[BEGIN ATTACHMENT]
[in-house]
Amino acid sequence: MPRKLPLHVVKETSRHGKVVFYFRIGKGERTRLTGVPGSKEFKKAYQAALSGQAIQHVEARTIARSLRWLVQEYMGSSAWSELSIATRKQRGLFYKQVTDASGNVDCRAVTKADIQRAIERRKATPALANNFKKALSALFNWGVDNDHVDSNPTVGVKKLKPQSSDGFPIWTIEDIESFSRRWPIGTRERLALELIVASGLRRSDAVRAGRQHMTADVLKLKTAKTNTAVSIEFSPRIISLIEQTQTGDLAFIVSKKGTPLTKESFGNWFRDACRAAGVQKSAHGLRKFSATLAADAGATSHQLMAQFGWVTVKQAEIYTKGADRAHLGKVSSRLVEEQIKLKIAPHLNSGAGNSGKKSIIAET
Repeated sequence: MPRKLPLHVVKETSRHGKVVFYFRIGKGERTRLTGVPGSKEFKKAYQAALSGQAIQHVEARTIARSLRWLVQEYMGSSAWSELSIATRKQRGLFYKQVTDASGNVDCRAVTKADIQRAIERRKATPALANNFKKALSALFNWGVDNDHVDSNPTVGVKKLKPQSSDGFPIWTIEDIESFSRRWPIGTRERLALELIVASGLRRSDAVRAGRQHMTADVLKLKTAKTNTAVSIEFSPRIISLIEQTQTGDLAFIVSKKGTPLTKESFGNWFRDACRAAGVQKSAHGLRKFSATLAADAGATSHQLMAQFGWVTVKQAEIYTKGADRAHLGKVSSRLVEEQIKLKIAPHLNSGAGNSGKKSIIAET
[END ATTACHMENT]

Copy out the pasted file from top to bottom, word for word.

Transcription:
[in-house]
Amino acid sequence: MPRKLPLHVVKETSRHGKVVFYFRIGKGERTRLTGVPGSKEFKKAYQAALSGQAIQHVEARTIARSLRWLVQEYMGSSAWSELSIATRKQRGLFYKQVTDASGNVDCRAVTKADIQRAIERRKATPALANNFKKALSALFNWGVDNDHVDSNPTVGVKKLKPQSSDGFPIWTIEDIESFSRRWPIGTRERLALELIVASGLRRSDAVRAGRQHMTADVLKLKTAKTNTAVSIEFSPRIISLIEQTQTGDLAFIVSKKGTPLTKESFGNWFRDACRAAGVQKSAHGLRKFSATLAADAGATSHQLMAQFGWVTVKQAEIYTKGADRAHLGKVSSRLVEEQIKLKIAPHLNSGAGNSGKKSIIAET
Repeated sequence: MPRKLPLHVVKETSRHGKVVFYFRIGKGERTRLTGVPGSKEFKKAYQAALSGQAIQHVEARTIARSLRWLVQEYMGSSAWSELSIATRKQRGLFYKQVTDASGNVDCRAVTKADIQRAIERRKATPALANNFKKALSALFNWGVDNDHVDSNPTVGVKKLKPQSSDGFPIWTIEDIESFSRRWPIGTRERLALELIVASGLRRSDAVRAGRQHMTADVLKLKTAKTNTAVSIEFSPRIISLIEQTQTGDLAFIVSKKGTPLTKESFGNWFRDACRAAGVQKSAHGLRKFSATLAADAGATSHQLMAQFGWVTVKQAEIYTKGADRAHLGKVSSRLVEEQIKLKIAPHLNSGAGNSGKKSIIAET